INTERPOL Confirms Two Passengers Boarded with Stolen Passports

Both passports were recorded in the law enforcement agency's Stolen and Lost Travel Documents database and were used by passengers aboard missing the Malaysia Airlines flight MH 370.

INTERPOL Secretary General Ronald K. Noble issued a statement March 9 confirming that at least two passports recorded in its Stolen and Lost Travel Documents database were used by passengers aboard Malaysia Airlines flight MH 370, the Boeing 777 airliner that lost contact with air traffic controllers a day earlier while en route from Kuala Lumpur to Beijing. An Austrian passport and an Italian passport that were used by the two passengers were added to INTERPOL's SLTD database after being stolen in Thailand in 2012 and 2013, respectively. The statement said INTERPOL is conducting checks on all other passports used to board flight MH 370 that may have been reported stolen.

Meanwhile, the U.S. National Transportation Safety Board has sent a team of investigators to Asia to be ready to assist with the investigation, and a Boeing team also has been sent to assist NTSB as a technical advisor. Once the aircraft has been found, International Civil Aviation Organization protocols will determine which country will lead the investigation, according to NTSB.

There have been no checks on the stolen Austrian and Italian passports made by any country between the time they were entered into the database and the departure of flight MH 370, which means INTERPOL at this point cannot determine on how many other occasions these passports were used to board flights or cross borders, according to Noble's statement. It said INTERPOL is currently in contact with its National Central Bureaus in the involved countries to determine the true identities of the passengers who used the stolen passports to board the flight.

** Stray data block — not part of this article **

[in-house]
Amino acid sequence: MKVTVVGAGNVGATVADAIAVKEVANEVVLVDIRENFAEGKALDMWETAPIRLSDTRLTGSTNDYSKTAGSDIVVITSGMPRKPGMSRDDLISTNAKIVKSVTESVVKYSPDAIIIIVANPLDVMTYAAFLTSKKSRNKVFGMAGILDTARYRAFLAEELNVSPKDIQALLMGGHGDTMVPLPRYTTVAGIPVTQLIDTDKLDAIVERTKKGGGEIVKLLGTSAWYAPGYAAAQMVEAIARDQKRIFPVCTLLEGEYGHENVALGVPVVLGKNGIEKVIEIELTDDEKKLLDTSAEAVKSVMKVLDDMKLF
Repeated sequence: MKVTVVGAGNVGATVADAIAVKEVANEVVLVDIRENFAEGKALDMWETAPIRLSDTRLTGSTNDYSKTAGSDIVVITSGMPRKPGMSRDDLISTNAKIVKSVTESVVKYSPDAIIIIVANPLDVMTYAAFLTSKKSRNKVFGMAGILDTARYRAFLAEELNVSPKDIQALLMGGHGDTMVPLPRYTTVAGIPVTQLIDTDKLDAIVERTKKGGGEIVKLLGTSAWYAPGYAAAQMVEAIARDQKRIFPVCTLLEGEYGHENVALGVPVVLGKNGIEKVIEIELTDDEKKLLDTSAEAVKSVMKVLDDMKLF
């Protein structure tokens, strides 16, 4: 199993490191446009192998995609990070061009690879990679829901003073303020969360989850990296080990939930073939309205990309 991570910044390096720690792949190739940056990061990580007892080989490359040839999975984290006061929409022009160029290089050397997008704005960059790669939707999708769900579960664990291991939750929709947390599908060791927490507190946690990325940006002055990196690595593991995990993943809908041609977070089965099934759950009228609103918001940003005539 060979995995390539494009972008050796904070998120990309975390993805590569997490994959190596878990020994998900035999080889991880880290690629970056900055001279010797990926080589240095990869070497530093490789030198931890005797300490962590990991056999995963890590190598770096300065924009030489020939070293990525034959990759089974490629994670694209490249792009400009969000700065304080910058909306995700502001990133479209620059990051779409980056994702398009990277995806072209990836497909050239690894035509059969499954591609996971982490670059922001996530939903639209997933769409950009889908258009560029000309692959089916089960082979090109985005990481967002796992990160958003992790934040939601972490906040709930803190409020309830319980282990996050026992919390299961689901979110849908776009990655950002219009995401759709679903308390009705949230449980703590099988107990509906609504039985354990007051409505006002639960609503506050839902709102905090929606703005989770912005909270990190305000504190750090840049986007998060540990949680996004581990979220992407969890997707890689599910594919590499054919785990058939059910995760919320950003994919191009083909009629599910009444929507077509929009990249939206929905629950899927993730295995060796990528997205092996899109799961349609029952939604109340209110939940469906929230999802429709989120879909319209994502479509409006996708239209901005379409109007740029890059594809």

"Whilst it is too soon to speculate about any connection between these stolen passports and the missing plane, it is clearly of great concern that any passenger was able to board an international flight using a stolen passport listed in INTERPOL's databases," said Noble. "What is important at the moment is to find out what caused Malaysian Airways flight 370 to go missing, and in this regard INTERPOL is making all needed resources available to help relevant authorities in Malaysia and elsewhere find out what happened. In the meantime, our thoughts and prayers are with the families, loved ones, and friends of the 239 passengers and crew on board."

"This is a situation we had hoped never to see," he continued. "For years, INTERPOL has asked why should countries wait for a tragedy to put prudent security measures in place at borders and boarding gates. Now, we have a real case where the world is speculating whether the stolen passport holders were terrorists, while INTERPOL is asking why only a handful of countries worldwide are taking care to make sure that persons possessing stolen passports are not boarding international flights."

He cited a predicted increase in international travel to 1.5 billion passengers by 2017. INTERPOL created the database in 2002 following the 9/11 terrorist attacks.

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